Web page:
On The Forest

I landed my dream job when I spent two months working on the Bighorn National Forest one summer, and an encore summer that became life changing.  As spectacularly fabulous as the experience may have been, what followed blew me away.

Wait until you feel the breeze, too.

Begin the series with The Lumberjack and see their opportunities lift in Their Secret.

  • Falling Forward – Part 31

    I slow down, as if I expect the missing truck to be ahead of me suddenly.  I am delighted when I do approach a Jeep and an off-road vehicle, two tents, and the fading remnants of a campfire.  I turn off my headlights, but leave the parking lights on to illuminate the area and the truck not pointed directly into the campsite.  I turn off the engine, but before I can exit Daniel’s truck, a young man steps out from the closer tent.

    He puts his hand up near his eyes as if the yellow glow is too much light for him to see.  I expect he is just trying to make out my shape.

    “Can I help you, sir?” he asks before he can possibly recognize the uniform.  Of course, being in a private vehicle may be a bit deceptive.

    “Perhaps you can,” I answer and he moves a step closer.

    “Oh, sorry, ma’am.”

    “No worries.  But yes, I could use some help.”  I approach the fire, so he knows I’m not interested in him at all, and to avoid an interaction like the one this summer.  There’s not really anywhere to sit except one stump on which he rests his foot, and so I just hunker down opposite it.

    “I’m looking for a vehicle that was supposed to be up this way over the weekend.  How long have you been up here?”

    “We’ve been back and forth from the Ranger Campground for about four days now.  Haven’t been up here all the time, but we did camp here Saturday night.  We’re leaving at sun up so we can break our other camp and get home tomorrow.”

    “Where’s home?”

    “Outside Gillette.”

    “Any chance you saw a black Ford pick-up with Montana plates?”

    “Yeah, we might have.”

    “Is your friend awake?” About that time the other tent unzips and I see a second man buttoning the top button on his jeans. “Oh, hey there.”

    “Ma’am.”  While I appreciate the courtesy, I really would rather not be ma’amed.  Why can’t people just address me as ‘ranger?’

    “I was just telling your friend here that I’m looking for a black Ford with Montana plates.  A father and son that would have been out here this weekend.”

    “Oh, yeah, we saw them.”

    My insides stir excitedly.  “You did?”

    “Yeah, they camped here Saturday night and left yesterday.”

    “They left?  Headed back up the road here?”

    “No, they crossed Shell Creek, drove along the reservoir and headed farther into the mountains.”

    “Did they say where they were going?”

    “Not really, just that they were going to take a drive on their way out of the mountains.  I mean, I presume they didn’t arrive from that direction, but like I said, we were up and back from our main camp, so I just assumed they turned around at some point and headed back out of the mountains while we were gone.”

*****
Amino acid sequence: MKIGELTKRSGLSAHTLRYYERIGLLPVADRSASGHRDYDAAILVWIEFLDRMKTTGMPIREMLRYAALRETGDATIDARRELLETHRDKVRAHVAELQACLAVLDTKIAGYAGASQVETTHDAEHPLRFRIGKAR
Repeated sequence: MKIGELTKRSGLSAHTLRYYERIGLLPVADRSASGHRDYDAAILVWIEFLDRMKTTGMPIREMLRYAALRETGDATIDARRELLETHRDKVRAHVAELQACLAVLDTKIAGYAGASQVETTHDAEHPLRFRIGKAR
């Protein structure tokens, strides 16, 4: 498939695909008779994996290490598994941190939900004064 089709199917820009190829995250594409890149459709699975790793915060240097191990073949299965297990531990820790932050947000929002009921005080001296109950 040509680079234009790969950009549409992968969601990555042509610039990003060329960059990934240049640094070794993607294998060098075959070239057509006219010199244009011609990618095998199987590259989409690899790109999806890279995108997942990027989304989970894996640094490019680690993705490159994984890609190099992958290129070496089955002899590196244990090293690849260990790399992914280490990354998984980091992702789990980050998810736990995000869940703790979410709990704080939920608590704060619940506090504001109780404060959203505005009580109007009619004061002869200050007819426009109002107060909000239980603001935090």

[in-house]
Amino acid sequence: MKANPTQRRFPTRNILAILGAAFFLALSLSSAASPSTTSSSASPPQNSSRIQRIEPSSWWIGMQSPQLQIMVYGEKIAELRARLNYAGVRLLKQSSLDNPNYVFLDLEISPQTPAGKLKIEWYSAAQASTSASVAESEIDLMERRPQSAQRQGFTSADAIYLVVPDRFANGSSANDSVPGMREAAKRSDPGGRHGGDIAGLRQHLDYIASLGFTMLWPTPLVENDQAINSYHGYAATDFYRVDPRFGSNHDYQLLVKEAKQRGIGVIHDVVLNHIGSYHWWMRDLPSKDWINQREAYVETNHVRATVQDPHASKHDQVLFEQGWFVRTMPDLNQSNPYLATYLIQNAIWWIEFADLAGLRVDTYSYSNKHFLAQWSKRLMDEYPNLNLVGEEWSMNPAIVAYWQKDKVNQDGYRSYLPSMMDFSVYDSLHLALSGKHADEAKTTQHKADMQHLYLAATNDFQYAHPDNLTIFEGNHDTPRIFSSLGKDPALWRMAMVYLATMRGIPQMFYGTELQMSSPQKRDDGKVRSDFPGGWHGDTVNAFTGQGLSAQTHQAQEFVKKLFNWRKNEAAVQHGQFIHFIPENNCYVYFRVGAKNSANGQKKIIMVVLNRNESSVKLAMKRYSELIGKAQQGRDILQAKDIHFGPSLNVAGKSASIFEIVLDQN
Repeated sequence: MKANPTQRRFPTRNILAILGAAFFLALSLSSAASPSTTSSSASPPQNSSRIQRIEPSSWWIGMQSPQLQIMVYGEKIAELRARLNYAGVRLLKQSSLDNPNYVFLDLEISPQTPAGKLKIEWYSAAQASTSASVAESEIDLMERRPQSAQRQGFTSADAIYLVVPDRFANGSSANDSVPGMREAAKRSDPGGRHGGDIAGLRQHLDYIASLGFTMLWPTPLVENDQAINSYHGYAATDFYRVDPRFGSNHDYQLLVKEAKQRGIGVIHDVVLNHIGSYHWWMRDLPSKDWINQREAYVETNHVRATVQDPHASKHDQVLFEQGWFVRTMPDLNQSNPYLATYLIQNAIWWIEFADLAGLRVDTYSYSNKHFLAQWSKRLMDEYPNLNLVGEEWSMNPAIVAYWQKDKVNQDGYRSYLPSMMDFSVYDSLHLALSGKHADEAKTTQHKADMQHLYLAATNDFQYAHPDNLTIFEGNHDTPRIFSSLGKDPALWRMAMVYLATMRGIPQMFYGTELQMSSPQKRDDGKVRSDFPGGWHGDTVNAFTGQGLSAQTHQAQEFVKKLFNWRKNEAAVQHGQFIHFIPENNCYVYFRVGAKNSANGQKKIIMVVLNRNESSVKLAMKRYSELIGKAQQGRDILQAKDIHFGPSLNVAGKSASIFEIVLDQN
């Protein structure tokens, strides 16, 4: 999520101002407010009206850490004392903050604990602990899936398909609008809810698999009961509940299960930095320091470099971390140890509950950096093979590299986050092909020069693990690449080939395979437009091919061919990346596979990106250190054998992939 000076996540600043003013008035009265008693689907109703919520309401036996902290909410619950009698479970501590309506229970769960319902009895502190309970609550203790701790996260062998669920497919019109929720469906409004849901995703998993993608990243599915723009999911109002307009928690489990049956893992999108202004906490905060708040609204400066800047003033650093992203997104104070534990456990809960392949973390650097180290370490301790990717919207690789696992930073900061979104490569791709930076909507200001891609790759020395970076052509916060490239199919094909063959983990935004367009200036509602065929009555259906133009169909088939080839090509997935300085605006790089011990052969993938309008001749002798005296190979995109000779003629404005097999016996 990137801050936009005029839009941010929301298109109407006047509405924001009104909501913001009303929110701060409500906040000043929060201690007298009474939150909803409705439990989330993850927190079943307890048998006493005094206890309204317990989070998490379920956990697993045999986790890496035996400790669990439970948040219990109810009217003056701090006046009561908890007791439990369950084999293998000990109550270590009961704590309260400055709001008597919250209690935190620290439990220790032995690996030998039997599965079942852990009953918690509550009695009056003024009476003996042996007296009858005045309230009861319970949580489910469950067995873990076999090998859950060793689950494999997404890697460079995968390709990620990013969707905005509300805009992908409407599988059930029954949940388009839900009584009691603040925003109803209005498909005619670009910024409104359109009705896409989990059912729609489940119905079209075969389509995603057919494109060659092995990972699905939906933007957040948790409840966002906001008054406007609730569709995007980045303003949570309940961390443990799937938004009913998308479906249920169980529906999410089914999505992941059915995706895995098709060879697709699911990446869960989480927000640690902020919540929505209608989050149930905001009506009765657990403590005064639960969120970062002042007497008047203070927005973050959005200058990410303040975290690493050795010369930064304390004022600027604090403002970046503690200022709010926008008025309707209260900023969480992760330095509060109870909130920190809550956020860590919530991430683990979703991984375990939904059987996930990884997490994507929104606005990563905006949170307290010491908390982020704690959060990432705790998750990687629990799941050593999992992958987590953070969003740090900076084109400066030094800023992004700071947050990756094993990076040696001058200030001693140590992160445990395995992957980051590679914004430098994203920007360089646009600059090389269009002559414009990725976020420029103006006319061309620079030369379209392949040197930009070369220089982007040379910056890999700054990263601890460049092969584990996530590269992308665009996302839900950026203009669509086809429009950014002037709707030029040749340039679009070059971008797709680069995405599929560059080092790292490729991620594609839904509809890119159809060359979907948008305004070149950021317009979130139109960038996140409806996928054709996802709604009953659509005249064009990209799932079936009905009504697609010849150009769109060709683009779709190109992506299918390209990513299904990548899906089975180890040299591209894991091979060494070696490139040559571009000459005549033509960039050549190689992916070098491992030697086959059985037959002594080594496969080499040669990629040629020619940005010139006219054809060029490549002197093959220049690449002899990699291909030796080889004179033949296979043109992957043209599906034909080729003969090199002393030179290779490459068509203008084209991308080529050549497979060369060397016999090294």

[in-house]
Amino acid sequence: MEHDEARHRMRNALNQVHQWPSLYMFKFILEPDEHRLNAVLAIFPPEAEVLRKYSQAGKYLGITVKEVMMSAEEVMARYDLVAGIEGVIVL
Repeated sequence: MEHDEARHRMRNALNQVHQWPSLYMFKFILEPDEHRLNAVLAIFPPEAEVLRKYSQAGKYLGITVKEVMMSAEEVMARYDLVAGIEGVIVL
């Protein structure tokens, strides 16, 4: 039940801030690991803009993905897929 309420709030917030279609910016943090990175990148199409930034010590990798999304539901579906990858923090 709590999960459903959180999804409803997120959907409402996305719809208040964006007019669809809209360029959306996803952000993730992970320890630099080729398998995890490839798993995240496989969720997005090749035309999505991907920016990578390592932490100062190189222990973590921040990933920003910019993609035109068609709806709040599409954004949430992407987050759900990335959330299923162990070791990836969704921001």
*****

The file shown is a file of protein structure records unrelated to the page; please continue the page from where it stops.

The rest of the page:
I can’t believe I stumbled upon someone with an actual sighting.  I wasn’t sure if I should radio Aaron and let him know or drive a little farther and see if I see anything.

    The roads were dry, which made my drive a hell of a lot easier, but it also wouldn’t allow me many clues if the truck were somewhere up ahead and turned off the road.  I would need to cross Shell Creek, which this time of year, was a fairly simple task, as long as I keep moving across and avoid any muddy spots.  The time was still early enough that I could explore a little farther.

    “Thank you, both.  I appreciate your help.”

    “Do you need us to join you?”  The fact that the first man offers this reminds me that there are plenty of good people in my mountains.

    “No, I don’t think there’s much you can do tonight, but can I ask one favor of you?”

    “Sure,” he offers.

    “Don’t crawl back into those tents until your campfire is fully extinguished.”  I could probably site them, but the night was calm, and the fire nearly out.  They may have even thought they extinguished it.  I notice how chilly the night has gotten from not only last week, but earlier today, and I certainly can’t blame them for retreating to their tents rather than sitting here hoping for a bit of warmth from a single flicker from their campfire.

    “Yes, ma’am,” he smiles, and I suspect they aren’t going to make sure the fire is out before calling it a night.

    “Glad you guys were here tonight.  Thanks for your help.”  Despite the fire, they deserve my appreciation.

    I return and restart the truck and once the engine turns over, I roll up the windows half way to help keep the heat inside, but still see out into the darkness.  I turn the truck slightly, and dip into the creek before crossing the straightaway holding back the water.  I’ve never gone farther than this when not on foot, so I am almost surprised when I am suddenly on a downward slope towards another body of water.  It occurs to me this must be Adelaide Lake, and despite the lovely evening, I stop abruptly and opt not to take a swim, truck and all.

    I back up slowly, realizing there’s a cabin hiding in the dark, and I use its approach to turn around and head back towards the fork in the road that I passed.  This appears to be the dominant route, and given the structure I see, probably the more frequently used, but I retrace my drive and make a hard left at the previous junction.

    Just a few feet down the road I see the dark openness of the lake, thankful that I am driving next to it, rather than into it.  I continue to parallel a far longer straight stretch, curving a little, but guessing I’ve arrived at an alpine meadow give the lack of trees in the vicinity.  Suddenly the road takes a sharp left of at least ninety degrees, and I remind myself to take it a little slower, skidding a bit as I turn.  More curves follow and quite frankly, I’ve not certain even which direction I am headed now.  I expect it wouldn’t be surprising to get turned around up here and not know from which direction the journey originated.

    In places the road widens significantly, and I expect I might be headed towards a former logging camp.  I’m always amazed at the operations and equipment that reaches these tight crevices.  I even sometimes cringe as I pass between narrow trees or over questionably large rocks in the road.  When faced with a choice similar to the last Y in the road, I usually take the natural curve, and yet those big trucks find their way into these nooks of the forest.